Friday, January 14, 2011


Originally Written and Posted at on 5/25/06 w/ Additional Edits.

2000's In the Mood for Love by Hong Kong director Wong Kar-Wai brought him his biggest success internationally. Notably for its visual flair and unconventional approach to storytelling. Even his style of directing on set and last-minute additions before the film was released gave him a reputation that is considered legendary. After doing some work including commercials and a short film segment for the omnibus film series Eros with Steven Soderbergh and Michelangelo Antonioni, Kar-Wai returned to work on an unlikely venture. A sequel of sorts to In the Mood for Love taking Tony Leung Chui-Wai's character of Mr. Chow into a series of surreal affairs in the future in a room number for the film's title called 2046.

Written and directed by Wong Kar-Wai, 2046 is a film about Mr. Chow's post life after his affair with Su Li-Zhen where embarks on a series of strange affairs while telling erotic stories set in the year 2046 in a time when people are trying to recapture lost memories on a train. More ambitious in its visual style and storylines than its predecessor, 2046 reveals more of Kar-Wai's unconventional approach to storytelling. With a cast that includes such regulars as Tony Leung Chui-Wai, Faye Wong, and Maggie Cheung plus Zhang Ziyi, Gong Li, Takuya Kimura, and Lam Siu-Ping. 2046 is another of Wong Kar-Wai's enduring films that stimulates not in its visual beauty but its heartbreaking take on love.

The year 2046 in Hong Kong is very different as the trains of 2046 are for people trying to recapture the lost memories through its varied rooms and androids. On the train is a Japanese man named Tak (Takaya Kimura) is trying to persuade an android (Faye Wong) to revisit a lost memory. That trip to revisit a time is a part of fiction as Chow Mo-wan (Tony Leung Chui-Wai) is reeling from the break-up with his lost love Su Li Zhen (Maggie Cheung) during a trip in Singapore. He along with his friend Ah Ping (Lam Sui-Ping), they return to Hong Kong in 1967, amidst its chaotic period in politics. Returning to give up his reporter job to become a consultant, Chow has become a womanizer of sorts as he comes across a woman named Lulu (Carina Lau). After a night with her, he walks out of her room where he recognizes the number 2046, a old hotel room number he stayed in from his lost affair. Turning to his hotel landlord Mr. Wang (Wang Sum), he moves into the room next door known as 2047 while room 2046 is being redecorated.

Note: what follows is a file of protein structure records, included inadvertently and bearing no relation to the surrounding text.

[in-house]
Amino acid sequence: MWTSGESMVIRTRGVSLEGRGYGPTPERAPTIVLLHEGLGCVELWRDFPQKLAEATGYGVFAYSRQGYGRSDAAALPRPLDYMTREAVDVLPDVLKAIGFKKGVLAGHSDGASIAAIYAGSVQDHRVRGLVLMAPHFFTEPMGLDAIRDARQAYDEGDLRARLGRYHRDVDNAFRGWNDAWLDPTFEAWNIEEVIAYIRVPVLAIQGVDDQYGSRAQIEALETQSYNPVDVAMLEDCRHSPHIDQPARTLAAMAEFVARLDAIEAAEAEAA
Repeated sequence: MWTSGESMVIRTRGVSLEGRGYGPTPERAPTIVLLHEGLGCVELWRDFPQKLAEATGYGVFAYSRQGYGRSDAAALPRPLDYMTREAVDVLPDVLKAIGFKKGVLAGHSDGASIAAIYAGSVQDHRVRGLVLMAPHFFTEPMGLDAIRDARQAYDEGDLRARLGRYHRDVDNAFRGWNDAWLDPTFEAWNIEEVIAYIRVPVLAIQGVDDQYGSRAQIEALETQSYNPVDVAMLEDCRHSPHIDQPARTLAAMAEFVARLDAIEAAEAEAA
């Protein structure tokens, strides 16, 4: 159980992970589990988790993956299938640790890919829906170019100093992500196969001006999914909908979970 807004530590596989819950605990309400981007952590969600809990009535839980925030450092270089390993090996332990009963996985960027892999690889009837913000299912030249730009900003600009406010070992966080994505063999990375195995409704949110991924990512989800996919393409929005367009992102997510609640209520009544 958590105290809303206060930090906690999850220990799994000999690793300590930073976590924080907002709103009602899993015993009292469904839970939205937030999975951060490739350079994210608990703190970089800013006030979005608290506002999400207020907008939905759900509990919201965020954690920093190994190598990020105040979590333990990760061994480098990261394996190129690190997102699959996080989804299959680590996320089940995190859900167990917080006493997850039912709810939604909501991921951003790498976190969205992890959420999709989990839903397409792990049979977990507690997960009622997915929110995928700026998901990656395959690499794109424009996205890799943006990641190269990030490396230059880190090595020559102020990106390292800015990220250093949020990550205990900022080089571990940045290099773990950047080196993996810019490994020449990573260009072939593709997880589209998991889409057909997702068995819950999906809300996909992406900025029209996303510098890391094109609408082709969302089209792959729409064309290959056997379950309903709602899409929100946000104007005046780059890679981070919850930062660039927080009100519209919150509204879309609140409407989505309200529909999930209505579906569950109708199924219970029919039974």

The series of affairs and one-night stands inspired Chow to write a series of erotic stories for the paper about a futuristic time in Hong Kong in the year 2046 where people go on trains with androids to reclaim lost memories. Just as the room was finished, a hooker named Bai Ling (Zhang Ziyi) moves in as he's become infatuated with her beauty. It's Christmas 1967 as the two would have dinner that eventually began as a secret affair. While Chow enjoys her company, he doesn't adore and only uses her for his stories as their relationship begins to heat up. Then when Bai Ling realizes the kind of man that Chow really is, their relationship falters. Chow would only see her in passing as he continues his un-fulfilling yet inspiring lifestyle.